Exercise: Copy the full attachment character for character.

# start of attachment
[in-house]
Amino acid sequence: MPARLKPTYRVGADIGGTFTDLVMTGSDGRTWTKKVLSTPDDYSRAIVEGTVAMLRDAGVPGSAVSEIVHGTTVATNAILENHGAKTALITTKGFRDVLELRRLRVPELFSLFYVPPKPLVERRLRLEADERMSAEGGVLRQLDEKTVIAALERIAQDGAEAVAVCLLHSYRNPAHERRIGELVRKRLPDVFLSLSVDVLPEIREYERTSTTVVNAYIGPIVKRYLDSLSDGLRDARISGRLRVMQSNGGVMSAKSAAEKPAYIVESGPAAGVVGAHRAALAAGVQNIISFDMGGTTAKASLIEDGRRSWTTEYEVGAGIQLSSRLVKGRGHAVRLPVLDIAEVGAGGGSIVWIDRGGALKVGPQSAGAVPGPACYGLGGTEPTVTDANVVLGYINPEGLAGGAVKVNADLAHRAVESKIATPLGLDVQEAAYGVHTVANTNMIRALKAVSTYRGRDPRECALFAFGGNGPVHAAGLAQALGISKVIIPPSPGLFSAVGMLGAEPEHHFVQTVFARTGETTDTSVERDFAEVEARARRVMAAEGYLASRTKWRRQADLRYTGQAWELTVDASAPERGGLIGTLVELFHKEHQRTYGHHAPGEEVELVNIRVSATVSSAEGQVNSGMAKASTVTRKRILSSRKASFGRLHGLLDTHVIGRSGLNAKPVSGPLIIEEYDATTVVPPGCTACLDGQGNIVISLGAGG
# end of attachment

[in-house]
Amino acid sequence: MPARLKPTYRVGADIGGTFTDLVMTGSDGRTWTKKVLSTPDDYSRAIVEGTVAMLRDAGVPGSAVSEIVHGTTVATNAILENHGAKTALITTKGFRDVLELRRLRVPELFSLFYVPPKPLVERRLRLEADERMSAEGGVLRQLDEKTVIAALERIAQDGAEAVAVCLLHSYRNPAHERRIGELVRKRLPDVFLSLSVDVLPEIREYERTSTTVVNAYIGPIVKRYLDSLSDGLRDARISGRLRVMQSNGGVMSAKSAAEKPAYIVESGPAAGVVGAHRAALAAGVQNIISFDMGGTTAKASLIEDGRRSWTTEYEVGAGIQLSSRLVKGRGHAVRLPVLDIAEVGAGGGSIVWIDRGGALKVGPQSAGAVPGPACYGLGGTEPTVTDANVVLGYINPEGLAGGAVKVNADLAHRAVESKIATPLGLDVQEAAYGVHTVANTNMIRALKAVSTYRGRDPRECALFAFGGNGPVHAAGLAQALGISKVIIPPSPGLFSAVGMLGAEPEHHFVQTVFARTGETTDTSVERDFAEVEARARRVMAAEGYLASRTKWRRQADLRYTGQAWELTVDASAPERGGLIGTLVELFHKEHQRTYGHHAPGEEVELVNIRVSATVSSAEGQVNSGMAKASTVTRKRILSSRKASFGRLHGLLDTHVIGRSGLNAKPVSGPLIIEEYDATTVVPPGCTACLDGQGNIVISLGAGG